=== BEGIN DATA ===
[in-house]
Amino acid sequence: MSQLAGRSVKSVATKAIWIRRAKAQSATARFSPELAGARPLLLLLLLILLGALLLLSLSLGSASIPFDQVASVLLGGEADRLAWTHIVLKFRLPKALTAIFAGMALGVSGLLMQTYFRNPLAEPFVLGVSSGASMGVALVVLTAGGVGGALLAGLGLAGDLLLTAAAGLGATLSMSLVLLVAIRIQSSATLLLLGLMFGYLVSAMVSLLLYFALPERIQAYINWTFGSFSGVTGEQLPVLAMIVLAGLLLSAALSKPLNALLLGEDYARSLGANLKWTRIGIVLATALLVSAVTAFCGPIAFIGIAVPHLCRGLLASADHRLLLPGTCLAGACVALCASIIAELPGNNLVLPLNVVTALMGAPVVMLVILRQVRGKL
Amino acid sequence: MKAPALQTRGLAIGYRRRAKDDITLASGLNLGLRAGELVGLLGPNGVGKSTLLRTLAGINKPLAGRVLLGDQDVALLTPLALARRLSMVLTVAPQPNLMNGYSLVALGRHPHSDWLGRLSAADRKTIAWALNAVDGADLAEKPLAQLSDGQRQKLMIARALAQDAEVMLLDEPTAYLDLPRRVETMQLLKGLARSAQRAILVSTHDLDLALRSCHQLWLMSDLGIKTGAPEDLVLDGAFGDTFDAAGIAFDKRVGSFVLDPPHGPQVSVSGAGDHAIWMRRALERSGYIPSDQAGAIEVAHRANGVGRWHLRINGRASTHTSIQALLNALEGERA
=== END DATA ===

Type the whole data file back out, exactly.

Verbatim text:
[in-house]
Amino acid sequence: MSQLAGRSVKSVATKAIWIRRAKAQSATARFSPELAGARPLLLLLLLILLGALLLLSLSLGSASIPFDQVASVLLGGEADRLAWTHIVLKFRLPKALTAIFAGMALGVSGLLMQTYFRNPLAEPFVLGVSSGASMGVALVVLTAGGVGGALLAGLGLAGDLLLTAAAGLGATLSMSLVLLVAIRIQSSATLLLLGLMFGYLVSAMVSLLLYFALPERIQAYINWTFGSFSGVTGEQLPVLAMIVLAGLLLSAALSKPLNALLLGEDYARSLGANLKWTRIGIVLATALLVSAVTAFCGPIAFIGIAVPHLCRGLLASADHRLLLPGTCLAGACVALCASIIAELPGNNLVLPLNVVTALMGAPVVMLVILRQVRGKL
Amino acid sequence: MKAPALQTRGLAIGYRRRAKDDITLASGLNLGLRAGELVGLLGPNGVGKSTLLRTLAGINKPLAGRVLLGDQDVALLTPLALARRLSMVLTVAPQPNLMNGYSLVALGRHPHSDWLGRLSAADRKTIAWALNAVDGADLAEKPLAQLSDGQRQKLMIARALAQDAEVMLLDEPTAYLDLPRRVETMQLLKGLARSAQRAILVSTHDLDLALRSCHQLWLMSDLGIKTGAPEDLVLDGAFGDTFDAAGIAFDKRVGSFVLDPPHGPQVSVSGAGDHAIWMRRALERSGYIPSDQAGAIEVAHRANGVGRWHLRINGRASTHTSIQALLNALEGERA